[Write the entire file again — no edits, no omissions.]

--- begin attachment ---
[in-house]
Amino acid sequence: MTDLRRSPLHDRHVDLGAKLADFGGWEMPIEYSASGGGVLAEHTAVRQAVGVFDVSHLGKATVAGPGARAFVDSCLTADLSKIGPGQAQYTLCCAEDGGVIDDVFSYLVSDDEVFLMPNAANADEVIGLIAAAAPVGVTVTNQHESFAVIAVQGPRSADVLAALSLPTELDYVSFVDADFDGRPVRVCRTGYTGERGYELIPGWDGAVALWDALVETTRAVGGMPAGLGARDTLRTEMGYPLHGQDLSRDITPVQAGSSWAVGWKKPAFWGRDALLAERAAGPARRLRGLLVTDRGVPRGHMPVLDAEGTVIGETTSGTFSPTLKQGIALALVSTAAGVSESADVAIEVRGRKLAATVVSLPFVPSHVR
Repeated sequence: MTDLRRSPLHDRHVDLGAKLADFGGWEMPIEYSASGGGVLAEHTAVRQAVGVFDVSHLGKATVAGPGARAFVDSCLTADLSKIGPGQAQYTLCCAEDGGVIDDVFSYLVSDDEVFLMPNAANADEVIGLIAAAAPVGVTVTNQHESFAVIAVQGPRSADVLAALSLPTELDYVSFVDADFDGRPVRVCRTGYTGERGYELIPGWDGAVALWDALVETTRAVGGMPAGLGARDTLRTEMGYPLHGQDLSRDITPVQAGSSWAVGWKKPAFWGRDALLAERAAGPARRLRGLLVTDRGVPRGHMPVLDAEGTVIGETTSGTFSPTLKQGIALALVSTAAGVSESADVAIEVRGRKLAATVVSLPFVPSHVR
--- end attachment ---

[in-house]
Amino acid sequence: MTDLRRSPLHDRHVDLGAKLADFGGWEMPIEYSASGGGVLAEHTAVRQAVGVFDVSHLGKATVAGPGARAFVDSCLTADLSKIGPGQAQYTLCCAEDGGVIDDVFSYLVSDDEVFLMPNAANADEVIGLIAAAAPVGVTVTNQHESFAVIAVQGPRSADVLAALSLPTELDYVSFVDADFDGRPVRVCRTGYTGERGYELIPGWDGAVALWDALVETTRAVGGMPAGLGARDTLRTEMGYPLHGQDLSRDITPVQAGSSWAVGWKKPAFWGRDALLAERAAGPARRLRGLLVTDRGVPRGHMPVLDAEGTVIGETTSGTFSPTLKQGIALALVSTAAGVSESADVAIEVRGRKLAATVVSLPFVPSHVR
Repeated sequence: MTDLRRSPLHDRHVDLGAKLADFGGWEMPIEYSASGGGVLAEHTAVRQAVGVFDVSHLGKATVAGPGARAFVDSCLTADLSKIGPGQAQYTLCCAEDGGVIDDVFSYLVSDDEVFLMPNAANADEVIGLIAAAAPVGVTVTNQHESFAVIAVQGPRSADVLAALSLPTELDYVSFVDADFDGRPVRVCRTGYTGERGYELIPGWDGAVALWDALVETTRAVGGMPAGLGARDTLRTEMGYPLHGQDLSRDITPVQAGSSWAVGWKKPAFWGRDALLAERAAGPARRLRGLLVTDRGVPRGHMPVLDAEGTVIGETTSGTFSPTLKQGIALALVSTAAGVSESADVAIEVRGRKLAATVVSLPFVPSHVR